A tale of two cities: effects of air pollution on hospital admissions in Hong Kong and London compared

Environ Health Perspect. 2002 Jan;110(1):67-77. doi: 10.1289/ehp.0211067.


The causal interpretation of reported associations between daily air pollution and daily admissions requires consideration of residual confounding, correlation between pollutants, and effect modification. If results obtained in Hong Kong and London--which differ in climate, lifestyle, and many other respects--were similar, a causal association would be supported. We used identical statistical methods for the analysis in each city. Associations between daily admissions and pollutant levels were estimated using Poisson regression. Nonparametric smoothing methods were used to model seasonality and the nonlinear dependence of admissions on temperature, humidity, and influenza admissions. For respiratory admissions (> or = 65 years of age), significant positive associations were observed with particulate matter < 10 microm in aerodynamic diameter (PM(10), nitrogen dioxide, sulfur dioxide, and ozone in both cities. These associations tended to be stronger at shorter lags in Hong Kong and at longer lags in London. Associations were stronger in the cool season in Hong Kong and in the warm season in London, periods during which levels of humidity are at their lowest in each city. For cardiac admissions (all ages) in both cities, significant positive associations were observed for PM(10), NO(2), and SO(2) with similar lag patterns. Associations tended to be stronger in the cool season. The associations with NO(2) and SO(2) were the most robust in two-pollutant models. Patterns of association for pollutants with ischemic heart disease were similar in the two cities. The associations between O(3) and cardiac admissions were negative in London but positive in Hong Kong. We conclude that air pollution has remarkably similar associations with daily cardiorespiratory admissions in both cities, in spite of considerable differences between cities in social, lifestyle, and environmental factors. The results strengthen the argument that air pollution causes detrimental short-term health effects.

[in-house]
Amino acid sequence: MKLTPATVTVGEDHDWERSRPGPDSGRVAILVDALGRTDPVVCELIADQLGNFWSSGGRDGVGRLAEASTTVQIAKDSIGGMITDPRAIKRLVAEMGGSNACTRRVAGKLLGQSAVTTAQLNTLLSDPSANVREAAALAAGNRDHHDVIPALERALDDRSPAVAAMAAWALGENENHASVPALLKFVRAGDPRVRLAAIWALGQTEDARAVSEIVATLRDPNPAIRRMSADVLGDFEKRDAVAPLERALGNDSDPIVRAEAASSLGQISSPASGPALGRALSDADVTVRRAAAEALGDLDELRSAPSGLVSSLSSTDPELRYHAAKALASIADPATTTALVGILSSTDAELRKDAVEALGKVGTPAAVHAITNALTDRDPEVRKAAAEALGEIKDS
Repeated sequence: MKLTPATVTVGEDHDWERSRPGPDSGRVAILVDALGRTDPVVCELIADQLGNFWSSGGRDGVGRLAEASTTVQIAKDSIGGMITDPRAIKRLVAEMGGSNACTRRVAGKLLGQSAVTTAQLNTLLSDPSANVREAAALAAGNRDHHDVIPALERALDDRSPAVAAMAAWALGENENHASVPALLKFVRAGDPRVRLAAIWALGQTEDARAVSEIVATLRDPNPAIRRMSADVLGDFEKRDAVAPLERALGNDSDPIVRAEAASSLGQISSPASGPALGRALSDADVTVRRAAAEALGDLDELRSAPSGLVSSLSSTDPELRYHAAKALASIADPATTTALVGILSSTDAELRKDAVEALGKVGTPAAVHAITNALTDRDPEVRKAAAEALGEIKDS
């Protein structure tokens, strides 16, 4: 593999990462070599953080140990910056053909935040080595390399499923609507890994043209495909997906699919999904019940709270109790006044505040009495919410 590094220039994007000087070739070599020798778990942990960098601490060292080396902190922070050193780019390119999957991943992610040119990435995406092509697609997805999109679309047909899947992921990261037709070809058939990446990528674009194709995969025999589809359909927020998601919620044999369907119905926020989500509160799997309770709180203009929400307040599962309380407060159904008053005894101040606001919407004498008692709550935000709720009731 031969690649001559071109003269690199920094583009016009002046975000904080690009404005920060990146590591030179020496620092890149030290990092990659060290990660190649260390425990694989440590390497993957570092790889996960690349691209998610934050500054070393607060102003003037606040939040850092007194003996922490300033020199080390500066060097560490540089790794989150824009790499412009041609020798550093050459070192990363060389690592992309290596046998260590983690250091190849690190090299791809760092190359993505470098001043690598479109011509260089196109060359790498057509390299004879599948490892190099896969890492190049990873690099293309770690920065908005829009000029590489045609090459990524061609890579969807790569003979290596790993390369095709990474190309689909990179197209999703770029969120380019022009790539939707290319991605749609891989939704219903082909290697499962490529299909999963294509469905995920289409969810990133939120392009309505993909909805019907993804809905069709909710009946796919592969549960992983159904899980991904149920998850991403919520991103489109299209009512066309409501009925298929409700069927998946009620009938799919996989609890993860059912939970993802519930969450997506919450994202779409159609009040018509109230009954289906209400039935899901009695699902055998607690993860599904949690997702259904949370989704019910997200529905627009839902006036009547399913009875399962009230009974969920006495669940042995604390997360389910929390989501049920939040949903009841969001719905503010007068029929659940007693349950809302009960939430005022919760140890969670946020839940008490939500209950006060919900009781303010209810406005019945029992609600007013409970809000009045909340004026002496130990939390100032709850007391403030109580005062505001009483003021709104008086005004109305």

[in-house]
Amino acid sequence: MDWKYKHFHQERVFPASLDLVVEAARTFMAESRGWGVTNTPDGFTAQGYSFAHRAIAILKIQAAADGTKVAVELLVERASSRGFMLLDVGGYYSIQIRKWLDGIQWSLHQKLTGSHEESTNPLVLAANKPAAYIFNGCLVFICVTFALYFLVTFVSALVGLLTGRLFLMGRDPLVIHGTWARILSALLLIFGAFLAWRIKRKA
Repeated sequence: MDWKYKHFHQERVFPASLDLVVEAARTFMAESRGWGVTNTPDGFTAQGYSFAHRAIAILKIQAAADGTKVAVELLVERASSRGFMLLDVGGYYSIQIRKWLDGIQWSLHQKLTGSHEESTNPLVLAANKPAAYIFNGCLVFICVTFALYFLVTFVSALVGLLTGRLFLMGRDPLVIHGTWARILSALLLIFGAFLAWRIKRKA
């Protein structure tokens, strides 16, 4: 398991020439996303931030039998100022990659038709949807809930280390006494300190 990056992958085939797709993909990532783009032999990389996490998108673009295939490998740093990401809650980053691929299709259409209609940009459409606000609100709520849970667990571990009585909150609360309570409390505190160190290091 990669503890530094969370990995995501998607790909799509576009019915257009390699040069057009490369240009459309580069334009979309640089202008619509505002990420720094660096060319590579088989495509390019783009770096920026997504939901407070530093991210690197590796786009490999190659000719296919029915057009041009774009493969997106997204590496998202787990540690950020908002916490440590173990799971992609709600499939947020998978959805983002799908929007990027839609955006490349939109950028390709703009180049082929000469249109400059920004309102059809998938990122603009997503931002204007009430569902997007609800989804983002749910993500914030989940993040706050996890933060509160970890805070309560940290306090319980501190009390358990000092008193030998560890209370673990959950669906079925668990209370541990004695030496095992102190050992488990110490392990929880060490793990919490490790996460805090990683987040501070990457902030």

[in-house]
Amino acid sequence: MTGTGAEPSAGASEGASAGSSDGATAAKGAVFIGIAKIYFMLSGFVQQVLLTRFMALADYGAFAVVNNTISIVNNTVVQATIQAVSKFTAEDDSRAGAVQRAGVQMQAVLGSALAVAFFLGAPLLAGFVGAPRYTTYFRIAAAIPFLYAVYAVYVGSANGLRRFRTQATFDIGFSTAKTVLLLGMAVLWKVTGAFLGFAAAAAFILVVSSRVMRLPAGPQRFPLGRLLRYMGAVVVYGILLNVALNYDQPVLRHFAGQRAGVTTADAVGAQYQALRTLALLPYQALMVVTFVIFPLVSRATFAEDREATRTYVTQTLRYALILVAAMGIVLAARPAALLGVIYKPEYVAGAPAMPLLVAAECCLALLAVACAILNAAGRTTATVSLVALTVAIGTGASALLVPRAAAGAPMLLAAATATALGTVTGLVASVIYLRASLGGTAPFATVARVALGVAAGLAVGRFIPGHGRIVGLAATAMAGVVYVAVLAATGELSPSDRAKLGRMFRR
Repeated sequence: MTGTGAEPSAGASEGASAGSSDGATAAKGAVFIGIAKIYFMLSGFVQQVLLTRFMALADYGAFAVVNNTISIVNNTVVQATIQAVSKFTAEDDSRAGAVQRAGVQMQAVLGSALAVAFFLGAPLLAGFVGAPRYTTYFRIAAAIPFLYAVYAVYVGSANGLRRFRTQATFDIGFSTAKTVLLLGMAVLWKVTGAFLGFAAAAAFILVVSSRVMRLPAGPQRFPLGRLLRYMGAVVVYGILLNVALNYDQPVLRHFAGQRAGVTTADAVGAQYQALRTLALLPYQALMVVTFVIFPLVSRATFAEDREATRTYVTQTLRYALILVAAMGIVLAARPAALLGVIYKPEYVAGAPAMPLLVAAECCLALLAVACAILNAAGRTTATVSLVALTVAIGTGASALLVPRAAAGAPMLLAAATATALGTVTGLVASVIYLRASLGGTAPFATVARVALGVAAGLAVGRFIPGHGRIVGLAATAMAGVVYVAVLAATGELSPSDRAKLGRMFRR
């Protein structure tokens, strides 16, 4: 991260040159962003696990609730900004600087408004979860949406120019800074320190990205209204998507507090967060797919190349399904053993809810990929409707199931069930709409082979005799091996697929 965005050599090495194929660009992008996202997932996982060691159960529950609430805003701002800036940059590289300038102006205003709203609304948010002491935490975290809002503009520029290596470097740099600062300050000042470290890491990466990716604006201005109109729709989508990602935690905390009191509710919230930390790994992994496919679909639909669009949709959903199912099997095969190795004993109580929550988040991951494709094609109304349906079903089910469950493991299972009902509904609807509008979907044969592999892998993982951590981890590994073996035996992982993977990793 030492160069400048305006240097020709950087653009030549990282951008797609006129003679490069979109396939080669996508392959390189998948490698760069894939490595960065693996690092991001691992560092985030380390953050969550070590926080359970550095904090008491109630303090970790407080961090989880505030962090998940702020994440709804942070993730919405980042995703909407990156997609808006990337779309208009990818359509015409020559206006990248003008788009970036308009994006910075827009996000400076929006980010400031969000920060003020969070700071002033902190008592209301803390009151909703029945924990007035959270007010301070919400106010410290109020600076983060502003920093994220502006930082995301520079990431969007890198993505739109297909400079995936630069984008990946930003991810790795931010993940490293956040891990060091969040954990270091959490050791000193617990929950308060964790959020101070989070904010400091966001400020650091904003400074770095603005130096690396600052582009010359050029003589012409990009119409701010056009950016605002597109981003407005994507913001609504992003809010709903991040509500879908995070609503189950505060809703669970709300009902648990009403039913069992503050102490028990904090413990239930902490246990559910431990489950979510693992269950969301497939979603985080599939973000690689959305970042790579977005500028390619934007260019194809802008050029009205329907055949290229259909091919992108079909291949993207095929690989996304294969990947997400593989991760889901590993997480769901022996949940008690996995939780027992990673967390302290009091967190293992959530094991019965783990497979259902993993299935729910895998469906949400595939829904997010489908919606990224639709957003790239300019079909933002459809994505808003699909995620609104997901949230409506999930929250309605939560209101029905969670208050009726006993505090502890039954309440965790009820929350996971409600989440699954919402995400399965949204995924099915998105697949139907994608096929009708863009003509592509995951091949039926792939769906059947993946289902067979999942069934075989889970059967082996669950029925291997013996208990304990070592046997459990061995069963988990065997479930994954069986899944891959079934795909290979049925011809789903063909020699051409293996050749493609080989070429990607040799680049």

Publication types

  • Comparative Study
  • Research Support, Non-U.S. Gov't

MeSH terms

  • Adolescent
  • Adult
  • Aged
  • Air Pollutants / adverse effects*
  • Cardiovascular Diseases / epidemiology
  • Cardiovascular Diseases / etiology*
  • Cardiovascular Diseases / therapy
  • Cities
  • Climate
  • Confounding Factors, Epidemiologic
  • Epidemiologic Studies
  • Female
  • Hong Kong
  • Humans
  • Life Style
  • London
  • Lung Diseases / epidemiology
  • Lung Diseases / etiology*
  • Lung Diseases / therapy
  • Male
  • Middle Aged
  • Patient Admission / statistics & numerical data*
  • Retrospective Studies
  • Seasons
  • Urban Population


  • Air Pollutants